CAPE CANVERAL, Fla. – Boeing officials plan to re-do the orbital flight test of the Starliner spacecraft a little sooner than originally planned due to a few things lining up in the company’s favor.
Boeing is planning to launch the CST-100 Starliner on a United Launch Alliance Atlas V rocket from Cape Canaveral to the International Space Station, dock and return it to Earth completing one of the final tests for the spacecraft before it can fly NASA and international astronaut crews.
This will mark the second OFT for Boeing after the first in December 2019 did not reach the space station, instead returning to Earth 48 hours later because of a computer timing error with the capsule.
In December, Boeing officials said they were targeting March 29 but now the company is planning to repeat the orbital flight test on March 25. The reason for the four-day time bump is because there is availability on the Eastern range, ULA’s Atlas V rocket will be ready and the company has made progress correcting hardware and software issues with the spacecraft flagged after the first OFT.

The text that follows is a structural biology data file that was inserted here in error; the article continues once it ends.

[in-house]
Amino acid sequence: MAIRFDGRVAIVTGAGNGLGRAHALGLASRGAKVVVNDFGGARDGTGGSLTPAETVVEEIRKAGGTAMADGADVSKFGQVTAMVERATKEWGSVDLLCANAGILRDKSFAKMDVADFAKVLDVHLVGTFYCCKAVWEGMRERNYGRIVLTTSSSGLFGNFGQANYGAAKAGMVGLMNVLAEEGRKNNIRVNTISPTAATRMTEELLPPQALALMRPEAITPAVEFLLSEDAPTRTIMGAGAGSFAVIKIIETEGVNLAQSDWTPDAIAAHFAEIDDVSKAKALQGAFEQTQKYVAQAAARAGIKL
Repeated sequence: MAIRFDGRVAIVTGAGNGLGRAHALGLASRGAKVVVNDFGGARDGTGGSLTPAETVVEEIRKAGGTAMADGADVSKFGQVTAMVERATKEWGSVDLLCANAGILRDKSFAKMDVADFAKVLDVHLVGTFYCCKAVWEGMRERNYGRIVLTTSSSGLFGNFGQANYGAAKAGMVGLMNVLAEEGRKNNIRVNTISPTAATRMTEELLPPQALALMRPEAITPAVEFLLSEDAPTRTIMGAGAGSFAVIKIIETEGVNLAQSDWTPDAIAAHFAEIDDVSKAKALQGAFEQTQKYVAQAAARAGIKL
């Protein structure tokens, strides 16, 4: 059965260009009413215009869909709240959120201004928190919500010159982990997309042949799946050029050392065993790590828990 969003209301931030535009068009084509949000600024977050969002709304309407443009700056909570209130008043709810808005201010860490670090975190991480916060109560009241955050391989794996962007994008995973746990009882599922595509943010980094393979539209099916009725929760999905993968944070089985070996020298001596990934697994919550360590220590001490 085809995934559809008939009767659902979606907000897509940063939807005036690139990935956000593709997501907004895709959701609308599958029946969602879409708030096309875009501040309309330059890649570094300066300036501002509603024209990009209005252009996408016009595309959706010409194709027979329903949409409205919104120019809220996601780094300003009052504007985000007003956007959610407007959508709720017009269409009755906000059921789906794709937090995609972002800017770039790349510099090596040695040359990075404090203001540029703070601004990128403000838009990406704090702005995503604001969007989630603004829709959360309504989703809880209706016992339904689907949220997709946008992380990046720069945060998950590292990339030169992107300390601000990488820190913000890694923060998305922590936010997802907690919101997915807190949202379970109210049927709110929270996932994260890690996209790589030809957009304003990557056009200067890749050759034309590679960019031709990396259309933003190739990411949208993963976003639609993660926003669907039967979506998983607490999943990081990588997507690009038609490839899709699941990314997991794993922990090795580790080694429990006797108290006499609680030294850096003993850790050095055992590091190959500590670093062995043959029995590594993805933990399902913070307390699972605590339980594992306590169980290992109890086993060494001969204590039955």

ULA said Monday that an upcoming launch for the U.S. Space Force planned for February has been delayed to allow more processing time for the spacecraft, clearing the way for the ULA to launch Boeing’s spacecraft.
Additionally, a March 25 launch would mean there is room for Starliner to dock at the space station. It’s getting pretty busy on the ISS with cargo spacecraft deliveries and soon-to-be two commercial spacecraft shuttling astronauts to and from Earth with SpaceX’s Crew Dragon and Starliner, not including the Russian Soyuz spacecraft.
Boeing teams recently mated Starliner’s crew module on the spacecraft service module at Kennedy Space Center. Teams will complete outfitting the spacecraft’s interior before loading up the spacecraft with cargo and completing final pre-launch checkouts, according to Boeing.
Boeing’s update said the Starliner’s OFT-2 software was recently requalified for flight.
“Teams conducted a full software review and several series of tests to verify Starliner’s software meets design specifications,” the company said in a news release. “Boeing also will complete an end-to-end simulation of the OFT-2 test flight using flight hardware and final versions of Starliner’s flight software to model the vehicle’s expected behavior before flight.”
If the March OFT-2 goes well, the spacecraft will dock at the ISS and return to Earth, landing in New Mexico.
Following a full review of the test, Boeing could fly its first astronaut crew in December, according to NASA’s most recent timeline. NASA astronauts Nicole Mann, Mike Fincke and Barry “Butch” Wilmore will be the first to fly in Starliner to the ISS when it does happen.